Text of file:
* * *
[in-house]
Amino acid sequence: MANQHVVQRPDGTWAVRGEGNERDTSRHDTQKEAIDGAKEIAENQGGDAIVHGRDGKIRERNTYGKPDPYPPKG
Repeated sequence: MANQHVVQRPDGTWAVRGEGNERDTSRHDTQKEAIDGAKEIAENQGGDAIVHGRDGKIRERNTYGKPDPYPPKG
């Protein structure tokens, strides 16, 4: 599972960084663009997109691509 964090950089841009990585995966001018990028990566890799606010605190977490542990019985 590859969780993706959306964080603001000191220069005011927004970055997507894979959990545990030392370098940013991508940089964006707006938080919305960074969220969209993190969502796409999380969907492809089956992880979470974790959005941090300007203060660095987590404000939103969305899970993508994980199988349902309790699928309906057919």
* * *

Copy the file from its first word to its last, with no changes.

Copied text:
[in-house]
Amino acid sequence: MANQHVVQRPDGTWAVRGEGNERDTSRHDTQKEAIDGAKEIAENQGGDAIVHGRDGKIRERNTYGKPDPYPPKG
Repeated sequence: MANQHVVQRPDGTWAVRGEGNERDTSRHDTQKEAIDGAKEIAENQGGDAIVHGRDGKIRERNTYGKPDPYPPKG
């Protein structure tokens, strides 16, 4: 599972960084663009997109691509 964090950089841009990585995966001018990028990566890799606010605190977490542990019985 590859969780993706959306964080603001000191220069005011927004970055997507894979959990545990030392370098940013991508940089964006707006938080919305960074969220969209993190969502796409999380969907492809089956992880979470974790959005941090300007203060660095987590404000939103969305899970993508994980199988349902309790699928309906057919």